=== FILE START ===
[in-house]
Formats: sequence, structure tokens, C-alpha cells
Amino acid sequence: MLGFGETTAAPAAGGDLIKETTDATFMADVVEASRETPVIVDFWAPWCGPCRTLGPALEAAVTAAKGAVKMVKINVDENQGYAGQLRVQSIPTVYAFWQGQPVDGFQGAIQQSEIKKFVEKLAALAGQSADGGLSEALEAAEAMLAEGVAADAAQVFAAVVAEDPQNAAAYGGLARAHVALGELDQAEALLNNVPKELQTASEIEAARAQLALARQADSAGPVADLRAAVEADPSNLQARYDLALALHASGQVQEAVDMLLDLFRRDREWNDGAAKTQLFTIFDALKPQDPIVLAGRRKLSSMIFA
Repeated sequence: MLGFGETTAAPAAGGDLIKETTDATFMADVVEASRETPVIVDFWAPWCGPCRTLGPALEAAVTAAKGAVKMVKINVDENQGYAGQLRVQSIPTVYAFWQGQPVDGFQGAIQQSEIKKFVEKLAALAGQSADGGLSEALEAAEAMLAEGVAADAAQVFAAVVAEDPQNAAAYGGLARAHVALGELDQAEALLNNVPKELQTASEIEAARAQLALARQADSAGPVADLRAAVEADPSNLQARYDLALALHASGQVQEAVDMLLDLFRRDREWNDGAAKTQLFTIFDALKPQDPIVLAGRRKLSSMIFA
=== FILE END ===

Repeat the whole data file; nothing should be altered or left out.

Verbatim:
[in-house]
Formats: sequence, structure tokens, C-alpha cells
Amino acid sequence: MLGFGETTAAPAAGGDLIKETTDATFMADVVEASRETPVIVDFWAPWCGPCRTLGPALEAAVTAAKGAVKMVKINVDENQGYAGQLRVQSIPTVYAFWQGQPVDGFQGAIQQSEIKKFVEKLAALAGQSADGGLSEALEAAEAMLAEGVAADAAQVFAAVVAEDPQNAAAYGGLARAHVALGELDQAEALLNNVPKELQTASEIEAARAQLALARQADSAGPVADLRAAVEADPSNLQARYDLALALHASGQVQEAVDMLLDLFRRDREWNDGAAKTQLFTIFDALKPQDPIVLAGRRKLSSMIFA
Repeated sequence: MLGFGETTAAPAAGGDLIKETTDATFMADVVEASRETPVIVDFWAPWCGPCRTLGPALEAAVTAAKGAVKMVKINVDENQGYAGQLRVQSIPTVYAFWQGQPVDGFQGAIQQSEIKKFVEKLAALAGQSADGGLSEALEAAEAMLAEGVAADAAQVFAAVVAEDPQNAAAYGGLARAHVALGELDQAEALLNNVPKELQTASEIEAARAQLALARQADSAGPVADLRAAVEADPSNLQARYDLALALHASGQVQEAVDMLLDLFRRDREWNDGAAKTQLFTIFDALKPQDPIVLAGRRKLSSMIFA